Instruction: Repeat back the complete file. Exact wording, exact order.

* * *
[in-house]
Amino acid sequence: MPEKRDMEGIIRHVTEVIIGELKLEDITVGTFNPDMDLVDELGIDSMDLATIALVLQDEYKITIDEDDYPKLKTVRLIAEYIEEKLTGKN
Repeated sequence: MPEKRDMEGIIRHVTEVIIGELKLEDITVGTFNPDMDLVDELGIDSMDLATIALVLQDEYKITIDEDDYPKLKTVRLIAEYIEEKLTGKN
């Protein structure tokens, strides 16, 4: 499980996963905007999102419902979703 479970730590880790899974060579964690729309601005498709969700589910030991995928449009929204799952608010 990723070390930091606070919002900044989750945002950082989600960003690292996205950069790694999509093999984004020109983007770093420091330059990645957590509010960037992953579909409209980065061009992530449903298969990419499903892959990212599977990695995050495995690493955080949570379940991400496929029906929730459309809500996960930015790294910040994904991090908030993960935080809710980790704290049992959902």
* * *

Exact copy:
[in-house]
Amino acid sequence: MPEKRDMEGIIRHVTEVIIGELKLEDITVGTFNPDMDLVDELGIDSMDLATIALVLQDEYKITIDEDDYPKLKTVRLIAEYIEEKLTGKN
Repeated sequence: MPEKRDMEGIIRHVTEVIIGELKLEDITVGTFNPDMDLVDELGIDSMDLATIALVLQDEYKITIDEDDYPKLKTVRLIAEYIEEKLTGKN
């Protein structure tokens, strides 16, 4: 499980996963905007999102419902979703 479970730590880790899974060579964690729309601005498709969700589910030991995928449009929204799952608010 990723070390930091606070919002900044989750945002950082989600960003690292996205950069790694999509093999984004020109983007770093420091330059990645957590509010960037992953579909409209980065061009992530449903298969990419499903892959990212599977990695995050495995690493955080949570379940991400496929029906929730459309809500996960930015790294910040994904991090908030993960935080809710980790704290049992959902």